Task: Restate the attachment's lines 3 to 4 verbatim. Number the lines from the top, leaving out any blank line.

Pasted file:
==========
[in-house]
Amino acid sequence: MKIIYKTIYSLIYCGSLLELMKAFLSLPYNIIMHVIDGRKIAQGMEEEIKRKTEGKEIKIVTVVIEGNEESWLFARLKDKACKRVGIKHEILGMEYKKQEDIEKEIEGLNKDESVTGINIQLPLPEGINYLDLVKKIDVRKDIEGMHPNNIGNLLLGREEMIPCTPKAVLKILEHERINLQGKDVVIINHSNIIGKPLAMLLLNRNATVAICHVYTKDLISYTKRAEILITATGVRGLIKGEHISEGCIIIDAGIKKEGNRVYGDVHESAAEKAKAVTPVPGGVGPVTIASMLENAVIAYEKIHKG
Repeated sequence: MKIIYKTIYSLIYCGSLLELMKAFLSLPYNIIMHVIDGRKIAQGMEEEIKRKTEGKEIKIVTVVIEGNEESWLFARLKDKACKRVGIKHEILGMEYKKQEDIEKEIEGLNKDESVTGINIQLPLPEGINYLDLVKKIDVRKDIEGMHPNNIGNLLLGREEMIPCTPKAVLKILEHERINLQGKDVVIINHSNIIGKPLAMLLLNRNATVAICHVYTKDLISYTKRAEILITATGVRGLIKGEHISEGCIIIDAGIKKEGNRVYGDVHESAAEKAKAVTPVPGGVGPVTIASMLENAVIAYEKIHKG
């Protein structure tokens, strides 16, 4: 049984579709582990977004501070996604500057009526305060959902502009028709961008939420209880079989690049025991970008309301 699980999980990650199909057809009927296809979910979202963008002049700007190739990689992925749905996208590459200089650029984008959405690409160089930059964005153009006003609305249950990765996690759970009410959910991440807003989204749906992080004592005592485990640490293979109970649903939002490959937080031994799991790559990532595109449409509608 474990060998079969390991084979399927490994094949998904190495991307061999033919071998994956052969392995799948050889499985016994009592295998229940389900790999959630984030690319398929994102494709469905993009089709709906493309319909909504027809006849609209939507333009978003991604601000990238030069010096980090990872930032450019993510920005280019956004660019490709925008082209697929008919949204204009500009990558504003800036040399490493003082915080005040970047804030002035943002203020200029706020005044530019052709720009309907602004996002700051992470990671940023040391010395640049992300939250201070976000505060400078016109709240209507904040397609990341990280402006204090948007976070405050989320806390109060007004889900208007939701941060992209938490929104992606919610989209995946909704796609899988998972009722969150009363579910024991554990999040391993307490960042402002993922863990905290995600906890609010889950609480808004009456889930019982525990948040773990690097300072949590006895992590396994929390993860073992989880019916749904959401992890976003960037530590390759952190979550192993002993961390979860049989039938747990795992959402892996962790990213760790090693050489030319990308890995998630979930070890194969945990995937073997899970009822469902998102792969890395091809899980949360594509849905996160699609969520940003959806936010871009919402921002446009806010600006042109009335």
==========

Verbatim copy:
Repeated sequence: MKIIYKTIYSLIYCGSLLELMKAFLSLPYNIIMHVIDGRKIAQGMEEEIKRKTEGKEIKIVTVVIEGNEESWLFARLKDKACKRVGIKHEILGMEYKKQEDIEKEIEGLNKDESVTGINIQLPLPEGINYLDLVKKIDVRKDIEGMHPNNIGNLLLGREEMIPCTPKAVLKILEHERINLQGKDVVIINHSNIIGKPLAMLLLNRNATVAICHVYTKDLISYTKRAEILITATGVRGLIKGEHISEGCIIIDAGIKKEGNRVYGDVHESAAEKAKAVTPVPGGVGPVTIASMLENAVIAYEKIHKG
């Protein structure tokens, strides 16, 4: 049984579709582990977004501070996604500057009526305060959902502009028709961008939420209880079989690049025991970008309301 699980999980990650199909057809009927296809979910979202963008002049700007190739990689992925749905996208590459200089650029984008959405690409160089930059964005153009006003609305249950990765996690759970009410959910991440807003989204749906992080004592005592485990640490293979109970649903939002490959937080031994799991790559990532595109449409509608 474990060998079969390991084979399927490994094949998904190495991307061999033919071998994956052969392995799948050889499985016994009592295998229940389900790999959630984030690319398929994102494709469905993009089709709906493309319909909504027809006849609209939507333009978003991604601000990238030069010096980090990872930032450019993510920005280019956004660019490709925008082209697929008919949204204009500009990558504003800036040399490493003082915080005040970047804030002035943002203020200029706020005044530019052709720009309907602004996002700051992470990671940023040391010395640049992300939250201070976000505060400078016109709240209507904040397609990341990280402006204090948007976070405050989320806390109060007004889900208007939701941060992209938490929104992606919610989209995946909704796609899988998972009722969150009363579910024991554990999040391993307490960042402002993922863990905290995600906890609010889950609480808004009456889930019982525990948040773990690097300072949590006895992590396994929390993860073992989880019916749904959401992890976003960037530590390759952190979550192993002993961390979860049989039938747990795992959402892996962790990213760790090693050489030319990308890995998630979930070890194969945990995937073997899970009822469902998102792969890395091809899980949360594509849905996160699609969520940003959806936010871009919402921002446009806010600006042109009335």